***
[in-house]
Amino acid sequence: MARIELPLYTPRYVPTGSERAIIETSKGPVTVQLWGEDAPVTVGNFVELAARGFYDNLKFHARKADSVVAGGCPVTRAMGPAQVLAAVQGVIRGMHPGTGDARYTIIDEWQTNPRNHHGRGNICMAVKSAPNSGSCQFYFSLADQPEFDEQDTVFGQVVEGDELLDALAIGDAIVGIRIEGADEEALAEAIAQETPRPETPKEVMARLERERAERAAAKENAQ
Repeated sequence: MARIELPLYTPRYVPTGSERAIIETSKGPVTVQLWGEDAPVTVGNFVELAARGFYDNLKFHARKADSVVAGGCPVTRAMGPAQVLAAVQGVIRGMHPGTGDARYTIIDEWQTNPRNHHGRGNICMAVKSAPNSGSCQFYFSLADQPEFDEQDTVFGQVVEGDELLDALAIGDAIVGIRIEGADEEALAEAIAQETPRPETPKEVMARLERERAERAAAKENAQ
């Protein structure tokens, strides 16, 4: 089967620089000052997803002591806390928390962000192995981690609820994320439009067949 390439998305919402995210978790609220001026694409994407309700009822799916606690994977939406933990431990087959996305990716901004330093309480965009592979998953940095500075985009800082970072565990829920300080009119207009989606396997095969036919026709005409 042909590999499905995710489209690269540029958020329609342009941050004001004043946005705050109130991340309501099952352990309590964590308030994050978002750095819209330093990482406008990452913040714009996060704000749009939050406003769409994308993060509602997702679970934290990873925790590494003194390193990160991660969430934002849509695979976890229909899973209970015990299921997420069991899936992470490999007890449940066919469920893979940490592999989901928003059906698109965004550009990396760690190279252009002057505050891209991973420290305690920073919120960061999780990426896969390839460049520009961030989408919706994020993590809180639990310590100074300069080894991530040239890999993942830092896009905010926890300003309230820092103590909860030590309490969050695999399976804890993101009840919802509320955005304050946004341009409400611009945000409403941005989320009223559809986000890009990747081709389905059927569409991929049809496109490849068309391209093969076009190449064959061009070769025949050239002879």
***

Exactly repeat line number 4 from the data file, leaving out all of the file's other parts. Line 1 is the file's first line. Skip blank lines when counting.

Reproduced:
């Protein structure tokens, strides 16, 4: 089967620089000052997803002591806390928390962000192995981690609820994320439009067949 390439998305919402995210978790609220001026694409994407309700009822799916606690994977939406933990431990087959996305990716901004330093309480965009592979998953940095500075985009800082970072565990829920300080009119207009989606396997095969036919026709005409 042909590999499905995710489209690269540029958020329609342009941050004001004043946005705050109130991340309501099952352990309590964590308030994050978002750095819209330093990482406008990452913040714009996060704000749009939050406003769409994308993060509602997702679970934290990873925790590494003194390193990160991660969430934002849509695979976890229909899973209970015990299921997420069991899936992470490999007890449940066919469920893979940490592999989901928003059906698109965004550009990396760690190279252009002057505050891209991973420290305690920073919120960061999780990426896969390839460049520009961030989408919706994020993590809180639990310590100074300069080894991530040239890999993942830092896009905010926890300003309230820092103590909860030590309490969050695999399976804890993101009840919802509320955005304050946004341009409400611009945000409403941005989320009223559809986000890009990747081709389905059927569409991929049809496109490849068309391209093969076009190449064959061009070769025949050239002879």